Tuesday, January 28, 2020

Assembling a
Targeted Research Bibliography

While I was regretting, on this family visit, not bringing the book I had found at SLIG—the Tenmile Country book which contained so much information on my mother-in-law's Gordon ancestry—it occurred to me to look online and see if anyone had digitized it. I knew there was only a slim chance that I'd see that Leckey book online, as it wasn't old enough to have lapsed into the public domain, but I searched for it, anyhow.

And found another book on the Tenmile Country.

As luck would have it, there weren't any mentions of my mother-in-law's family in that tome, so no chance for me to share with interested parties. However, in the process, I discovered a few other books. There was one on Greene County, Pennsylvania, where my mother-in-law's Rinehart ancestors once lived. Then, too, I was able to find a "mug book" for next-door Washington County, Pennsylvania. And yet another volume tantalizingly specific to the Genealogical and Personal History of the Upper Monongahela Valley, West Virginia.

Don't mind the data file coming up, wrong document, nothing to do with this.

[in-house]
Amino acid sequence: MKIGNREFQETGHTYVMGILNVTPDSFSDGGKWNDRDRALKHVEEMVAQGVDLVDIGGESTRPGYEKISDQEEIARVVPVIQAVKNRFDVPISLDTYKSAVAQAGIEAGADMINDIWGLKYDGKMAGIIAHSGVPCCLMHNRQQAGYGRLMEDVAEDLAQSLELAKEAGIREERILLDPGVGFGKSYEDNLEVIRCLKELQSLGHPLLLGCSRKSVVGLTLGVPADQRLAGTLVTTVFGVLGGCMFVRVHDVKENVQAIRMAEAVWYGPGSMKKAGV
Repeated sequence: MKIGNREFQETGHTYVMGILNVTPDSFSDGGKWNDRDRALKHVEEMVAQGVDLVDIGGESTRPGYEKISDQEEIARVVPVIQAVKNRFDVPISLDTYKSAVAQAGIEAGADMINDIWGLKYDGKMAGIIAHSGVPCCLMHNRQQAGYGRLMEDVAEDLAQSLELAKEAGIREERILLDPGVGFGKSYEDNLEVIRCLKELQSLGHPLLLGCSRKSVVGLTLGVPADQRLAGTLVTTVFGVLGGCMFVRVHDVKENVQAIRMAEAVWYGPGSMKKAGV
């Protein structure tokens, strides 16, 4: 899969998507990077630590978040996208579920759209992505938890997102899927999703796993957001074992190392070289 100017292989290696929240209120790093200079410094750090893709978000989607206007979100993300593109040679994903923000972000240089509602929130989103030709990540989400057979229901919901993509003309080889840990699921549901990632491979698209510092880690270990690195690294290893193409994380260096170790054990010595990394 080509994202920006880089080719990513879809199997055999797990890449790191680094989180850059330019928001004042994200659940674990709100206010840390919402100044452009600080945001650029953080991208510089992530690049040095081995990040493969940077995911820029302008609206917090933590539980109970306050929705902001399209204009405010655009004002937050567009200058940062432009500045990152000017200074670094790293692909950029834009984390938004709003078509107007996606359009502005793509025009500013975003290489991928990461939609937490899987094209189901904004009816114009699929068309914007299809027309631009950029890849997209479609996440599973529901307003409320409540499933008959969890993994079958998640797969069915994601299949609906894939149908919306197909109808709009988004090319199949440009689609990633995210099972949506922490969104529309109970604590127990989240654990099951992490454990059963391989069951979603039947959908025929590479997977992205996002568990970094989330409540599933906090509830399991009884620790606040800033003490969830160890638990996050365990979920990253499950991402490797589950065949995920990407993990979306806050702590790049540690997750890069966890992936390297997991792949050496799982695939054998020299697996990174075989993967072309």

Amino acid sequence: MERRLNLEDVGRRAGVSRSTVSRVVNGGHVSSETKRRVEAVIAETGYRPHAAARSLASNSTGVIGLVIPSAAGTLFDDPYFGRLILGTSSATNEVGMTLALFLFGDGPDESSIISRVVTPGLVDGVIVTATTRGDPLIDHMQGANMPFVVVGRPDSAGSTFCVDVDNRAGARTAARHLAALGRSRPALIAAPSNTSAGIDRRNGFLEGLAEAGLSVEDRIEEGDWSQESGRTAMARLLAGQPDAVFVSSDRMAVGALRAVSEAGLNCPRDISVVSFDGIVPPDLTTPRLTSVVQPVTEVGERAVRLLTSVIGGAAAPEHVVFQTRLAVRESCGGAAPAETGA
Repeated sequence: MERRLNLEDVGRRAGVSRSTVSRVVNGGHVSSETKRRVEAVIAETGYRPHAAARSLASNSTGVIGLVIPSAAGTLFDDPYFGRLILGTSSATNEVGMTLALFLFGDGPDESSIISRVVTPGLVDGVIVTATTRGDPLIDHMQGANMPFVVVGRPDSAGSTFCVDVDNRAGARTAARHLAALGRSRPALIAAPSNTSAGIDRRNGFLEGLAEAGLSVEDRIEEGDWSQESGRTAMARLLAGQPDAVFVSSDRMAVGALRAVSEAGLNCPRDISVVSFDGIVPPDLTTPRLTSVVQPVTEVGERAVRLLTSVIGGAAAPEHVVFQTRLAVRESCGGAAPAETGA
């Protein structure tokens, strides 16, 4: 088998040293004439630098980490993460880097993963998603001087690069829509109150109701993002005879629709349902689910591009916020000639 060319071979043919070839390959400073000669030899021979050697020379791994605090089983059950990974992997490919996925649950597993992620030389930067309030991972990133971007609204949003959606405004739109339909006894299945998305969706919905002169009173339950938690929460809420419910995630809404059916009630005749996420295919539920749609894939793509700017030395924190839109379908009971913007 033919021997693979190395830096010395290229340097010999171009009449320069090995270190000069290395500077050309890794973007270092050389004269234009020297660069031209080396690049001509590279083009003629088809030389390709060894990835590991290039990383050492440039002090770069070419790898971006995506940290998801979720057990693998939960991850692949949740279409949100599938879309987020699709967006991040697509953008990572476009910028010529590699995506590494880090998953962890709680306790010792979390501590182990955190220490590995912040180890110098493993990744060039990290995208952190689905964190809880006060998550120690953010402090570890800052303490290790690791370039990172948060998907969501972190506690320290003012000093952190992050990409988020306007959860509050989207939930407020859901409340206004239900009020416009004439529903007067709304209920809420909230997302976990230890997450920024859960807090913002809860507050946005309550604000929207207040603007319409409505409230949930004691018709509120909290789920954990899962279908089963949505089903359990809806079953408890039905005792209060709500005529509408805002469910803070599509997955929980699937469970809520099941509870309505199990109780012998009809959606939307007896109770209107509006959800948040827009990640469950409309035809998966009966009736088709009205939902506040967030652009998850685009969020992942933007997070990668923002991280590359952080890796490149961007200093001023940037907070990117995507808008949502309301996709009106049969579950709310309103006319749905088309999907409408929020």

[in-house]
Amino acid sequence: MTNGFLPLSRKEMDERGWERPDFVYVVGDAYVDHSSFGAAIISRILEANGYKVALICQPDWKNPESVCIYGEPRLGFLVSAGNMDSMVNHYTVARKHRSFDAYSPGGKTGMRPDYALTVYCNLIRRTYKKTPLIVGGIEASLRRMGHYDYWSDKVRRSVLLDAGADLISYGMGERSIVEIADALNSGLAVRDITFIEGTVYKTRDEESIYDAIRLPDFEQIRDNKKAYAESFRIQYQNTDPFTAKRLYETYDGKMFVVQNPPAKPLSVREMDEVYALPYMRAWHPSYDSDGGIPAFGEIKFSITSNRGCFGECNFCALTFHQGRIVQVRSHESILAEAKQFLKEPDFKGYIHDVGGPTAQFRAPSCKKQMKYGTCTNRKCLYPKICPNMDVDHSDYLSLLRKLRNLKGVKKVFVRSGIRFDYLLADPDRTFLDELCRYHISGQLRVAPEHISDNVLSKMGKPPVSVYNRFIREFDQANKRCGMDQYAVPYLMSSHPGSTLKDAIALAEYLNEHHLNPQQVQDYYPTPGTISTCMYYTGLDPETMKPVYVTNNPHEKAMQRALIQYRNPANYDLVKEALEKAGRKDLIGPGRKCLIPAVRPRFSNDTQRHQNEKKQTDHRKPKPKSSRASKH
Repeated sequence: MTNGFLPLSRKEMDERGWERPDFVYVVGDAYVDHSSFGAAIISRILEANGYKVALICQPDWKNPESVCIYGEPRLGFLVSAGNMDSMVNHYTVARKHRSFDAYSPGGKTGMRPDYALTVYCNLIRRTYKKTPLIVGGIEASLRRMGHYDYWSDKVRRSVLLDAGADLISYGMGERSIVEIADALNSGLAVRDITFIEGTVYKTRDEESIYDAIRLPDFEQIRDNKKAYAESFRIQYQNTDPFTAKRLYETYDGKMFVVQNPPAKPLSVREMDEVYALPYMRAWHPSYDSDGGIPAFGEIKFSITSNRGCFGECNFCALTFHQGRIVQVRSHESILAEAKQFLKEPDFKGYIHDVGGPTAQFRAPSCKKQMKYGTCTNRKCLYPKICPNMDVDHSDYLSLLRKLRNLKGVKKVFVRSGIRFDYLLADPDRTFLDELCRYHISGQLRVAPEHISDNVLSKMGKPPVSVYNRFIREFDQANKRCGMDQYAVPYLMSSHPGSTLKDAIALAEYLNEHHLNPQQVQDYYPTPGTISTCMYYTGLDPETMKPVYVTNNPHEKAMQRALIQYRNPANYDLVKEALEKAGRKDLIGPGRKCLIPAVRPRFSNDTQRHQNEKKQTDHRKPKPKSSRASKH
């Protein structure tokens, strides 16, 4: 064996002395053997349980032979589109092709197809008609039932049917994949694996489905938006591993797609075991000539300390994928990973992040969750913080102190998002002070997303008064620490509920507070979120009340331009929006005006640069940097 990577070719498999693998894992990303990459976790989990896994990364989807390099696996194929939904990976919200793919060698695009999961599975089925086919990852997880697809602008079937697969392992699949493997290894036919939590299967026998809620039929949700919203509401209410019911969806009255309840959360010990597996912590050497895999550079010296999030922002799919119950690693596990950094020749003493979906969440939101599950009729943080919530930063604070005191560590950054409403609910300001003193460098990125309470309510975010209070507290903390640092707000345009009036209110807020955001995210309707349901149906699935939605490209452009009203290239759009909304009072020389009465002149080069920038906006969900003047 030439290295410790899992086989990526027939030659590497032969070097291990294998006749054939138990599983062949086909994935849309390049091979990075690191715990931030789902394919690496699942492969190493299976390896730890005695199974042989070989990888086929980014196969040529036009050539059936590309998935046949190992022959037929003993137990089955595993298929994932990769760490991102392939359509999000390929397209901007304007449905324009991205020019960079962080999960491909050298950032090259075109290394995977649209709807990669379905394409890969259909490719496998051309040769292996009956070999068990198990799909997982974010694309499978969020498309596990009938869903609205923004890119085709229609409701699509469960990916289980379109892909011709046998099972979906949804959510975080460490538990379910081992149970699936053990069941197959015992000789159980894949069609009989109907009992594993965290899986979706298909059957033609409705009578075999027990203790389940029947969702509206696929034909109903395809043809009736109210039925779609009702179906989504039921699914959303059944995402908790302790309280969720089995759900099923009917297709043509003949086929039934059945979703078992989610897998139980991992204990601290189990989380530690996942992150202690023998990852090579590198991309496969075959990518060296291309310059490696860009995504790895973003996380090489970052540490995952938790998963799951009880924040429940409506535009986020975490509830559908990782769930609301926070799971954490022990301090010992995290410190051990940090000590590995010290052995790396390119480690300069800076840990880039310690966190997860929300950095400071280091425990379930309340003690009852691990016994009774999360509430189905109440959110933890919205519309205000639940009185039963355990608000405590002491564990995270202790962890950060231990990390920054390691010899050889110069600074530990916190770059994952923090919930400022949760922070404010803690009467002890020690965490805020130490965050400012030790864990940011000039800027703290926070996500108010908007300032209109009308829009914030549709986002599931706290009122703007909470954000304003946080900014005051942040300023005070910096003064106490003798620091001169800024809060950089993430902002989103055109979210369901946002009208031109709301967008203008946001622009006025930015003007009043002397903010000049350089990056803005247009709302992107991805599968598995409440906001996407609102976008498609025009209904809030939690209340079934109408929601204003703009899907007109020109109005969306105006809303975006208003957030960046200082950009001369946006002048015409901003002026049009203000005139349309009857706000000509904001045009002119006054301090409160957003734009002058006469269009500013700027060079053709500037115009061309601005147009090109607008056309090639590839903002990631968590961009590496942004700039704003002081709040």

All these books contain background information on the region—one that meanders along with its namesake river through the two different states of West Virginia and southwest Pennsylvania. Even better, they include mentions of specific families, including a good number which married into my mother-in-law's lines.

Rather than re-invent the wheel, each time I want to research ancestors from this region surrounding the Monongahela River, how much easier it would be for me in the long run to keep a listing of all the digitized books in my own personalized "card" catalog. After all, if we heed admonitions of bloggers like James Tanner, we'll put to practice the realization that so many of the world's books are already digitized—we just need to know how to find the volumes we're seeking. Case in point being this very example of my mother-in-law's roots in the Monongahela Valley region, an example making me wonder just how many books I can find on that very topic which will yield me information on her own direct lines.

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